Oct 19, 2021

CUPE 23 member podcast wins BC Library Association award

During October, National Library Month, we are featuring the five CUPE members who won recognition as 2021 BC Library Association award winners. Congratulations to CUPE 23 member Allison Jones, winner of the BCLA Champion of Intellectual Freedom, awarded for championing intellectual freedom issues in their libraries, their communities, their province, or their country.


BURNABY—CUPE 23 member Allison Jones, a systems librarian at the Metrotown branch of Burnaby Public Library (BPL), has won the BC Library Association’s Champion of Intellectual Freedom Award for the Organizing Ideas Podcast they produced with their friend, archivist Karen Ng who works with the Squamish Nation.

“We were really surprised,” said Jones. “It’s a really big honour.”

After graduation from library school, Jones and Ng wanted to stay in touch and explore interesting topics for possible future projects. A new librarian, Jones was a precarious worker at BPL. For an on-call auxiliary worker, they were called in sporadically to cover leave time for others, so their job didn’t present many opportunities to discuss or work on complex issues.

The podcast was a solution.

“The podcast was a place where we could talk about big ideas or things we were struggling with and have conversations with different people whose work or ideas we were interested in digging a little deeper into,” said Jones.

Pre-COVID, Jones and Ng started recording at Vancouver Public Library where they booked a studio and met to record in person. Jones sends a big shout-out to thank CUPE members at VPL who provided training. During COVID when VPL was closed, they would meet and record guests using video conferencing.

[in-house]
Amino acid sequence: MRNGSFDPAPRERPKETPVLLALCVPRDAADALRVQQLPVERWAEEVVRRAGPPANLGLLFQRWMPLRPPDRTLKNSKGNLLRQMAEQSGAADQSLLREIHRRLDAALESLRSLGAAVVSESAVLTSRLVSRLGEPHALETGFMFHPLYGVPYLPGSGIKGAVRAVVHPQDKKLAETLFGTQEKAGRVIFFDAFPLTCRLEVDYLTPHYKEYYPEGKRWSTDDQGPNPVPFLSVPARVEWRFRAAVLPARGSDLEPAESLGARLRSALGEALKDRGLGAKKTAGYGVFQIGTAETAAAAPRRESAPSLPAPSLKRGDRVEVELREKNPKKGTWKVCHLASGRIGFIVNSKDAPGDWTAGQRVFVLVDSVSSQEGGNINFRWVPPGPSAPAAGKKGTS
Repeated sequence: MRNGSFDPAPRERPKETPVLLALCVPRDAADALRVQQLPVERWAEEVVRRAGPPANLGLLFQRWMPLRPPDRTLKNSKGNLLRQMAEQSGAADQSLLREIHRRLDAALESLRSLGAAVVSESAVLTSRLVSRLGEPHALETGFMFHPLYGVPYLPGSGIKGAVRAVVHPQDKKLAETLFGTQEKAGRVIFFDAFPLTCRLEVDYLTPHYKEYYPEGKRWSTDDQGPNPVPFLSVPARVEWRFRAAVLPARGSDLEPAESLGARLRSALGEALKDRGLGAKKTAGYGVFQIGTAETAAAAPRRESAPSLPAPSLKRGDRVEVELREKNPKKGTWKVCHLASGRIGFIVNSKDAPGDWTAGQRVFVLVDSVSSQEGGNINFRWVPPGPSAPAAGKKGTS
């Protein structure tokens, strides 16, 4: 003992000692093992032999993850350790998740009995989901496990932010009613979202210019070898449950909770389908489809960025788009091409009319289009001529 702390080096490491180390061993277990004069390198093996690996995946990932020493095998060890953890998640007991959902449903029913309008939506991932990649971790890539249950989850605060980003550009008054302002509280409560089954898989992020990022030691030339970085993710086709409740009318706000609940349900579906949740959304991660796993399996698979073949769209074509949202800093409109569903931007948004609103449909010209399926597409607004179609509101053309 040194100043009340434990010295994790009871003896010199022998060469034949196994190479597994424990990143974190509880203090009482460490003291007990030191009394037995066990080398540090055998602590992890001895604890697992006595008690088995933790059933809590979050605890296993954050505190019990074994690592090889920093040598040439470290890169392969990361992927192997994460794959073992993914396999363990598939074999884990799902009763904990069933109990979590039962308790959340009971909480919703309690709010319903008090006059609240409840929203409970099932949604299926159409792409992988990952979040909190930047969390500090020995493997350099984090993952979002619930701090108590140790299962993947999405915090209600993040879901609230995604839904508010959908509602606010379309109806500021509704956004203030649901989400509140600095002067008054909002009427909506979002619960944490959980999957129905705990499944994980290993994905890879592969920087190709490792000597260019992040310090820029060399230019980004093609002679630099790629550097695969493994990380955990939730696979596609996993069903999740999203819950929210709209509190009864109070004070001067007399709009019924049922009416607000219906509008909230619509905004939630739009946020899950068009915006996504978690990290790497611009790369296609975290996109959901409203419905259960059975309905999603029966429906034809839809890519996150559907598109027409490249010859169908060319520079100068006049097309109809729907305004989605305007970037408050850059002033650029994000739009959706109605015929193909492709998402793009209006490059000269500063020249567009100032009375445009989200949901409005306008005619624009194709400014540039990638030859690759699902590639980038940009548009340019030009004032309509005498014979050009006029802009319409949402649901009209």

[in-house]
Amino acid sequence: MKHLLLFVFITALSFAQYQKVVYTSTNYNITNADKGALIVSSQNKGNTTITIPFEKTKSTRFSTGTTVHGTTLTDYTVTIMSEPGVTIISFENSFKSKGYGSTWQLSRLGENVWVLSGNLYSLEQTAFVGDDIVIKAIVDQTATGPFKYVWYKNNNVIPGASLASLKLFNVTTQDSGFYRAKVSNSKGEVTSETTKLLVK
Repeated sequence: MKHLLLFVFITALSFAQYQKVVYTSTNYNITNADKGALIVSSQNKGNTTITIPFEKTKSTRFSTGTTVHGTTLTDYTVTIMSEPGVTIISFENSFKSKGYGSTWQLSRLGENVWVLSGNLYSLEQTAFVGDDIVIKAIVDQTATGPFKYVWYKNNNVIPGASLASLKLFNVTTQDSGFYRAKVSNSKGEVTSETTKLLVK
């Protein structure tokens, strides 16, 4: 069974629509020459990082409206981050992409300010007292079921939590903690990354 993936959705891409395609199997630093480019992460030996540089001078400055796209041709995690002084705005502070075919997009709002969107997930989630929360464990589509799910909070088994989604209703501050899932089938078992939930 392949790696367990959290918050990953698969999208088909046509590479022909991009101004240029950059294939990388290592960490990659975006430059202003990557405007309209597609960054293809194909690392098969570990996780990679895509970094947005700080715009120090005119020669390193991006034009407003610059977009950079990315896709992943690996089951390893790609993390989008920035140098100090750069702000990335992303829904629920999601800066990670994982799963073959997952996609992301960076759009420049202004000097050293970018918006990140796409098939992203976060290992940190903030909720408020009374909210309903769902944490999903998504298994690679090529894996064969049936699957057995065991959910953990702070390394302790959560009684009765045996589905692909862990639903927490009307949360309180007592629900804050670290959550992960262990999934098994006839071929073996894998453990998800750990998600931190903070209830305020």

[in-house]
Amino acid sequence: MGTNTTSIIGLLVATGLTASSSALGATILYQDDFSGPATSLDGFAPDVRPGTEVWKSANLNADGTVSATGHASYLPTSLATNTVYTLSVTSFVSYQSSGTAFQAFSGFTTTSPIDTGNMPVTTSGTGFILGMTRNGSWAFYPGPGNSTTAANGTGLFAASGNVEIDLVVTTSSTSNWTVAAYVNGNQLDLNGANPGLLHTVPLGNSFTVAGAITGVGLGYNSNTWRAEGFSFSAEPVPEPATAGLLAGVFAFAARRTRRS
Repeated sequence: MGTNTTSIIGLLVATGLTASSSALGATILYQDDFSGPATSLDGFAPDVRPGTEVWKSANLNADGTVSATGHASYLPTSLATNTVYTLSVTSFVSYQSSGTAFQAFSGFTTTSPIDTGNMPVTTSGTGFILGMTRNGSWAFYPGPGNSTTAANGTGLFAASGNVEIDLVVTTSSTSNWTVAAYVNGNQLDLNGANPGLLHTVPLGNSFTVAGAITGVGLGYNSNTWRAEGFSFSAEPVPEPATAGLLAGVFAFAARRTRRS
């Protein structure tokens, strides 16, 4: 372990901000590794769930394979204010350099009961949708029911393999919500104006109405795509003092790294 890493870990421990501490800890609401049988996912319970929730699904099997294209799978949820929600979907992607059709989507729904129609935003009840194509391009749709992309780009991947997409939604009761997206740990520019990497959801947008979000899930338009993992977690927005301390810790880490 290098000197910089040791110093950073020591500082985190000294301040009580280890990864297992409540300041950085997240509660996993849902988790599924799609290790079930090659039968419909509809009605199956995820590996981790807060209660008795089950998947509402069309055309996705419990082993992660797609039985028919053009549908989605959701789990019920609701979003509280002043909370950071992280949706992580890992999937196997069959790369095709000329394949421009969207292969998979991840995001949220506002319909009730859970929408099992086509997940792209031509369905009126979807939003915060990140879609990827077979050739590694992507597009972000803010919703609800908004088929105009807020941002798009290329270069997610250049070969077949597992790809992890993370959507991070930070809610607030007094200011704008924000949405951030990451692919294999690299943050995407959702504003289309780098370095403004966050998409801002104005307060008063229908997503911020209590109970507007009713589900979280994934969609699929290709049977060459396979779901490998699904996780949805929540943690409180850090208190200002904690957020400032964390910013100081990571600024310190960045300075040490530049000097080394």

Each hour-long episode takes five or six hours to produce including planning, pre-interview, setup, recording and editing. They have done 35 episodes, all on their own time.

Jones was surprised by the award because both they and Ng had struggled with the traditional definition of intellectual freedom.

“Librarianship is re-examining what intellectual freedom means and how we can apply it.,” said Jones. “I’m excited that this is a conversation people are willing to have, and I hope it continues to be the case.”

As a systems librarian Jones helps people understand technology, their team ensuring that computers are available for the public and that printers work. Recently they helped set up a program where patrons can borrow Wi-Fi hotspots at BPL. The team does a lot of staff training and maintains the library catalogue database.

“We provide a lot of technological infrastructure for staff to do their jobs and for the public to use the library,” said Jones.

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